Taking the game beyond the table, or Roleplaying and the Transmedial Story

edited October 2009 in Story Games
I picked up Henry Jenkins' Convergence Culture when I dropped by the library last friday. I've read parts of it before but this time I dived into a chapter I wasn't that familiar with. Chapter three deals with transmedia storytelling, The Matrix being the main example: The Wachowski brothers told their story in movies, video games and comics, ending up with something that, for the fans, definitely was bigger than the sum of it's parts.

Of course, I'm intrigued about how you could do something like this and put the gaming in the center. I wish I had the patience and analytical bend of mind to start a really solid thread about this, but I've always been one to discuss things with others rather than figuring them out by myself. Hence, I'm just throwing this out there.

Do you think there's something to be had in going transmedial with your game? Would it be worth the effort?
Are you already using blogs, wikis and podcasts to broaden or deepen your game?

Comments

  • Castle Falkenstein comes to mind.

    Players were expected to keep in character journals to be read aloud at the start of each session. They were to include bits of story that happened both in play woven with "off screen" material. In fact the GM was expected to award character advancement primarily based on what happened in the journals as opposed to what happened in the game.

    Jesse
  • edited October 2009
    Yeah, in the past we've done bluebooking and other extra-game stuff (in-character blogs, art, conversations, videos, etc.) as part of our games, but we stepped away from providing in-game rewards for doing that sort of thing when we realized that the people who enjoyed doing all of that would continue to do it without any official rewards, and that it was kind of shitty to lay that expectation on the people who didn't enjoy doing it or didn't have the free time to do it. "No homework required" has to be the rule when you're gaming with busy adults with time-consuming jobs and full social calendars, because it's hard enough for some of them just to carve out four hours for the game itself.

    So now, anyone can produce whatever they want away from the table, if they feel so moved, and it's always cool to see what comes out of that. You won't get extra XP or any tangible benefits from doing it other than the satisfaction of making something cool and sharing it with your friends...but really, that's enough. And there's a tacit understanding that the "big story" of the game, whatever that might be, will be something we address at the table on game night...if you didn't have time to look at the extra-game stuff, the important bits (if any) will be summarized for you, that sort of thing.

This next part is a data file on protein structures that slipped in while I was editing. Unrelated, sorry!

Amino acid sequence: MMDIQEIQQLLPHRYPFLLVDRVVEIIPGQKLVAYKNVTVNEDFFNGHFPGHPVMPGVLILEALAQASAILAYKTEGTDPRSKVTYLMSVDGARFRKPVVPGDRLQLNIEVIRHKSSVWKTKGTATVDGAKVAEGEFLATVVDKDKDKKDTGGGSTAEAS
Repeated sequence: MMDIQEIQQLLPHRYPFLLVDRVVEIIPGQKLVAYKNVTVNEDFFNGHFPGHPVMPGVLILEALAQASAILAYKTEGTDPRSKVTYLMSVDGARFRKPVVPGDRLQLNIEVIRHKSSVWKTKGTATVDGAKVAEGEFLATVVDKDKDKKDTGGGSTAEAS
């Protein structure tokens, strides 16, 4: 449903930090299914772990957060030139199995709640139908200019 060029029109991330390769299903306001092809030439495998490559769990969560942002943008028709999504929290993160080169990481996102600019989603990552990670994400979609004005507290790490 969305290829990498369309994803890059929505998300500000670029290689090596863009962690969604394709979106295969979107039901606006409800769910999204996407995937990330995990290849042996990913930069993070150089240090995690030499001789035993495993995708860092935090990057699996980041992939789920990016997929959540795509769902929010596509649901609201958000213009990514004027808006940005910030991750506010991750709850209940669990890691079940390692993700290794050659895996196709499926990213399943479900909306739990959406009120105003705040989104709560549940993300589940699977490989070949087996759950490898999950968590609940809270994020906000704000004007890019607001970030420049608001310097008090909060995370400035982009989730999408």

• I'm specifically working with agenda in mind on my Quincunx project.

    The core of the setting is a freely accessible roleplaying game, no cost involved. Telling tales of supernatural hunters in a reality TV show based on the home town of the players.

    Revolving around this will be an ongoing comic book (predominantly based in Sydney Australia, but I'm hoping that other player might write up some of their own stories to add depth around the world), and if it takes off, an active forum community.

    I honestly couldn't see it taking off past these media forms, but discussing the project at roleplaying conventions and comic conventions, I've been told of TV producers looking for the "next big thing", or some kind of hot property to exploit...it was even suggested that I launch a couple of ideas in that direction.

    I don't think the ideas are fully formed enough for that yet, but it was exciting to hear such things.

    A big picture for player who want to get involved; and a low impact, easily accessible story game for those who just want to come to the table and have a bit of fun.

    I don't know where it will head...but it's a nice goal.
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